Irreverent Mama

Thursday, March 01, 2007

"You'll be surprised."

That's what people told me when I was going through my divorce. "You can hardly wait for this to be over, but when it's over and the dust has settled, you'll be surprised at what you'll miss."

These were well-meaning people, trying to prepare me for the post-divorce life that they were afraid would only let me down, not being the unmitigated, unceasing bliss I was anticipating.

They were well-meaning, so I didn't swear. I didn't laugh in their faces. I didn't even roll my eyes. I might have sneered, just a wee bit.

This was not a celebrity-style, marry-on-a-whim, divorce because you don't like the way he chews his Cheerios. We'd been together twelve years, we'd produced three kids. I was committed to the death-do-us-part, otherwise I would have left at least six years previous. Did the marriage counselling. Changed some habits.

But when the divorce finally - finally! - happened, what would I miss?

- running short of money, having to scrimp on groceries because the man spent $800, or a thousand, or $1200 that month on... what? (Not drugs. Gambling? His girlfriend? Buying rounds for the entire office? I never did find out.) Just gone, frittered away, vanished forever...

- the fact that my husband had a girlfriend? Who would phone him at our home whenever I was out. (How do I know? I bugged the phone. Heh. Rather exciting and nasty, that, except their conversations were booooorrrring. So very, very boring.)

- being sneered at whenever I spoke, or have him simply walk out of the room mid-sentence?

- being thumped around? the black eyes? the bruises in less conspicuous spots?

- waking with a start of fear when he came in at 3 in the morning. Would he slip quietly into bed? Would he be in a foul mood and wake me to start a fight? Would he (and this would be the least attractive option) want sex?

Or maybe I'd miss the dirty socks left laying about the bedroom, the toilet seat left up, the newspapers strewn all over the living room and the used kleenex on every seat in the house? Or his terrible driving and the weekly speeding and/or parking tickets? His barking at the children?

Yes. So much to miss. How can people say such drivel? It's been 12 or so years, and all I feel when I consider the marriage that was, is relief.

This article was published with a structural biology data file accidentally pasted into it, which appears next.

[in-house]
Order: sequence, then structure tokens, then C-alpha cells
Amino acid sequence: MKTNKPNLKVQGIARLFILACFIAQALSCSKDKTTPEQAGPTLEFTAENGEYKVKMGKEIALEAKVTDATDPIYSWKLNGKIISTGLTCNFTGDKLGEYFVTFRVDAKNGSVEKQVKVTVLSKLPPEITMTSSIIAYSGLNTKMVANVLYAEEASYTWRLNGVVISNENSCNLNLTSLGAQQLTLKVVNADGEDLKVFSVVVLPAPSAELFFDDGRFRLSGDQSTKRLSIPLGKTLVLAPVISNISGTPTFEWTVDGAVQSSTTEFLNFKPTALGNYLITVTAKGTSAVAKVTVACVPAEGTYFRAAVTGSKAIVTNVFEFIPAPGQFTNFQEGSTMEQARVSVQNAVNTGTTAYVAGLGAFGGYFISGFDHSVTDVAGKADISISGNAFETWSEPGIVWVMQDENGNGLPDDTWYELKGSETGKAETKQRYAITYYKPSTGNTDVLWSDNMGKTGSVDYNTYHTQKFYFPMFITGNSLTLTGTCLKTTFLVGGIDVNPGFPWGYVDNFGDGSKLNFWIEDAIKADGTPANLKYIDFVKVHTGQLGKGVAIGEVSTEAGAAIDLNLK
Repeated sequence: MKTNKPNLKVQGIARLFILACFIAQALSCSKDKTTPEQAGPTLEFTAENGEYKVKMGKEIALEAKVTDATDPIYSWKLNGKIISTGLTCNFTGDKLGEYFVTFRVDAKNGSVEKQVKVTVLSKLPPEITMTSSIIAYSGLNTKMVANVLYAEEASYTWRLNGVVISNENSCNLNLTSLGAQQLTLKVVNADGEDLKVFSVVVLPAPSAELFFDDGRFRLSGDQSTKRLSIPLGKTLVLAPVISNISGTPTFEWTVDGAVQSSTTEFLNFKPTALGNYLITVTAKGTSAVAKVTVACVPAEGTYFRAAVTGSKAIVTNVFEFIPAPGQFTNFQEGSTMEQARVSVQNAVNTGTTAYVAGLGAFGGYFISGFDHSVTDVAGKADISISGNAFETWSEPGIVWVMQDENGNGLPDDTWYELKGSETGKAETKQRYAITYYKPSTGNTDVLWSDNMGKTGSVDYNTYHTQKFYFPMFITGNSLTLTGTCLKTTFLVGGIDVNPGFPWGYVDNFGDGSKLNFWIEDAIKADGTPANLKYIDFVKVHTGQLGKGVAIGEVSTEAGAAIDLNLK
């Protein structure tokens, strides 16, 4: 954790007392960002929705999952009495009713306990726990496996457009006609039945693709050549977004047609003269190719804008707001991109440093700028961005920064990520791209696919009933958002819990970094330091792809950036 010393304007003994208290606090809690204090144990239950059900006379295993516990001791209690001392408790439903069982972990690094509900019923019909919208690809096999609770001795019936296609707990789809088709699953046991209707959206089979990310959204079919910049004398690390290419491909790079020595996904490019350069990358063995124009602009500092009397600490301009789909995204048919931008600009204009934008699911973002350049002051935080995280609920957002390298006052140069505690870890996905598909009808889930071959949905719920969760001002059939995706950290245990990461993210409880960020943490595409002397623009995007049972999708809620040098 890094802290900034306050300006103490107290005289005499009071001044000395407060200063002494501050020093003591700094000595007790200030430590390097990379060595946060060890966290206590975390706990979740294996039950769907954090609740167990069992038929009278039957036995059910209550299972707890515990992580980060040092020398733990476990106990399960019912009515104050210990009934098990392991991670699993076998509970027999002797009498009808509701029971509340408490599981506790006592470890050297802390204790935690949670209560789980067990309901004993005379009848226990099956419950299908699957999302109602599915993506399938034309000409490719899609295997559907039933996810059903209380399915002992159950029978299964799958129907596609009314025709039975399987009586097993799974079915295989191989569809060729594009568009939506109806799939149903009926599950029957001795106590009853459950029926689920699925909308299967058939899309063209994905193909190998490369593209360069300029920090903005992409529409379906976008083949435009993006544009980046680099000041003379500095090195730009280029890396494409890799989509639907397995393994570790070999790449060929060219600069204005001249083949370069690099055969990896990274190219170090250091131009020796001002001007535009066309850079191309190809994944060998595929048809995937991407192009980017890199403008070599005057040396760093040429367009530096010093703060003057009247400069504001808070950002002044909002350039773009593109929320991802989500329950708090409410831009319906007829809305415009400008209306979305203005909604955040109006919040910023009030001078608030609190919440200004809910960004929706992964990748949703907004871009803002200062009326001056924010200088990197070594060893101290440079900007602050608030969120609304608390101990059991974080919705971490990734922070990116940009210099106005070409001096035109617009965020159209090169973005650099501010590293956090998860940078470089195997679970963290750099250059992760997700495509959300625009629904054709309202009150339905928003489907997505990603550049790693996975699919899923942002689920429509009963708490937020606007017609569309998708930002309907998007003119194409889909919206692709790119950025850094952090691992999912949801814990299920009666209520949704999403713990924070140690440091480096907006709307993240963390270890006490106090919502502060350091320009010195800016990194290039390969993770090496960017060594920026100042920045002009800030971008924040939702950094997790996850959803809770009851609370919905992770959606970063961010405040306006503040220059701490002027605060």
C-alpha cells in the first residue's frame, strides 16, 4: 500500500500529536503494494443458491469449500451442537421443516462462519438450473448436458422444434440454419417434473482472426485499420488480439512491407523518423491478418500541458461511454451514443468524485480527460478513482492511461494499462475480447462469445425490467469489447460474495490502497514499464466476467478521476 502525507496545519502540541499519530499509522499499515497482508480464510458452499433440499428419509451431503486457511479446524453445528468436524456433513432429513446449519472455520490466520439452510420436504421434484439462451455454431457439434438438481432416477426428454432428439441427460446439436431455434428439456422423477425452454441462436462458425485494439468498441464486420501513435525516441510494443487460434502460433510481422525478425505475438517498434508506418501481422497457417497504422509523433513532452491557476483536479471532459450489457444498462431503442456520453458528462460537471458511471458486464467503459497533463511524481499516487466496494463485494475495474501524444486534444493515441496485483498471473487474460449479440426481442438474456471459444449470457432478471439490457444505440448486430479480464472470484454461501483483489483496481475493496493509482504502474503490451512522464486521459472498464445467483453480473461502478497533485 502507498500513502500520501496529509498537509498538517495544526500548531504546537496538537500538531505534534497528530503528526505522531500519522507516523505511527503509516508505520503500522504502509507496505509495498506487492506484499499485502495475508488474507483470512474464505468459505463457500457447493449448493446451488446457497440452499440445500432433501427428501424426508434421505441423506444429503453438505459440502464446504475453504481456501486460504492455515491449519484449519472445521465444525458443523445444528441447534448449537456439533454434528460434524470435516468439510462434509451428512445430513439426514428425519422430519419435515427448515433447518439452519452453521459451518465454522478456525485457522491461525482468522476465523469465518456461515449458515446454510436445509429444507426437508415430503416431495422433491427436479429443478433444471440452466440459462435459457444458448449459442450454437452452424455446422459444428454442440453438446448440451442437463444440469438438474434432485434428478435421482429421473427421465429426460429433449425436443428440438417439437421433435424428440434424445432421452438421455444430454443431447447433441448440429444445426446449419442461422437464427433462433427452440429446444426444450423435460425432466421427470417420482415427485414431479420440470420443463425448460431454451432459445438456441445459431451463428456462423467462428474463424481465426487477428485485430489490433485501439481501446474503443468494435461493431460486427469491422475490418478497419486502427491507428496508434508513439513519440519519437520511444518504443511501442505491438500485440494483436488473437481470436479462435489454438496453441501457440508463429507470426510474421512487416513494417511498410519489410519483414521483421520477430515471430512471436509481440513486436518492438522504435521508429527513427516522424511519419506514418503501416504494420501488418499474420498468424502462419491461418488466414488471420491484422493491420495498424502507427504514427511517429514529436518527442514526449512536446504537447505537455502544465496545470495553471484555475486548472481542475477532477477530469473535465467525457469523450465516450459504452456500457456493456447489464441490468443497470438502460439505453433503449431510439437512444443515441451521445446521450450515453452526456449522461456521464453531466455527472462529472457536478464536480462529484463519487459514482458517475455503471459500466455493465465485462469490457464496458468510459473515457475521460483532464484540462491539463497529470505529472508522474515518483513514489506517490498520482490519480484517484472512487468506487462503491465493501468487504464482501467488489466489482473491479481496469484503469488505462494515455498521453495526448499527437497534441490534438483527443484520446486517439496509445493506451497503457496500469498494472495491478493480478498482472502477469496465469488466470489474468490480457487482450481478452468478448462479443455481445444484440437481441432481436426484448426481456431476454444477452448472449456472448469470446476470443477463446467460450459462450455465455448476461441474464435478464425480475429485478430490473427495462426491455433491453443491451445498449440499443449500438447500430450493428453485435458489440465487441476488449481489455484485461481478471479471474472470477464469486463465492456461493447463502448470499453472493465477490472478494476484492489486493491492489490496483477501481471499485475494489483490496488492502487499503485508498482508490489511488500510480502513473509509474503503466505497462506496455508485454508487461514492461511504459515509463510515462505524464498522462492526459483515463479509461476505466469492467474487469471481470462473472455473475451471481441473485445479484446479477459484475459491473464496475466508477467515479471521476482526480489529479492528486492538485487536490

Heady with relief, I am.

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  • Nobody told me I'd miss things, but they did question the wisdom of setting out on life on my own with 2 small kids....they thought perhaps I was exaggerating the hell...your marriage sounds very much like mine was.

    So yes - heady relief.

    By Blogger Wendz, at 7:03 a.m.  

  • I wish my mother had left my father so many years ago. You did the best thing ever for your kids by leaving him.

    By Blogger candace, at 11:45 a.m.  

  • The beauty is, now he can fritter away all the money he likes--keeping in mind of course that the lost dollars will be his; the portion that he's bound by law to give to you for raising the children, well that's another story.

    I am amazed and impressed by your courage. And feel free to tell the people who say you're making a mistake to F-off.

    By the way, I was raised properly, I never leave the seat up.

    By Blogger Denguy, at 9:51 p.m.  

  • wendz - I was surprised by those people. I think what they were trying to do was have me consider my options with greater care. I suspect those who said these things didn't realize how bad the marriage really was.

    But I did!

    Candace - Thank you. I know it. And, happily, so do the kids!

    Denguy - and fritter he does. However, although I'm careful to ensure at the bank that there are funds to cover his cheques when I take them in, the funds have almost always been there. We had a significant hiccup this summer - and now he's paying child support out of his line of credit! Seems his money management hasn't gotten any better over the years...

    I didn't feel courageous at the time. It took me far too long to leave that marriage. The catalyst was my oldest daughter: I was NOT going to train her to be the victim of abuse (as I was trained in my childhood).

    (People don't suggest I've made a mistake any more. This was an old memory.)

    Oh, and good on you re: the toilet seat! (My son, too. I am a pround mama.)

    By Blogger irreverentmama, at 7:24 a.m.  

  • I have a good friend going through a divorce right now. It is hard to know what to say but I do my best to show support and respect that she knows what is best. I have no doubt she, like you, would have left earlier but she stuck it out and tried to make it better. I have the greatest admiration for both decisions.

    It is shocking what people will say because the feel the need to say something or don't think about how what they say will make you feel.
    I have trained myself to say little or to say "I don't know what to say" when I don't.

    By Blogger Lisa b, at 12:37 p.m.  

  • I've always found that it's while you still think you're in a relationship, but slowly realise that what you feel most strongly is a kind of nostalgia for the things that attracted you in the first place but have somehow, inexplicably, gradually gone missing - like laughter, loving, and so on - that in fact it's all over. A friend of mine had a kind of reverse hen night the moment her decree absolut came through. A toast to freedom! And new beginnings. So here's a belated cheers!

    By Blogger f:lux, at 3:31 p.m.  

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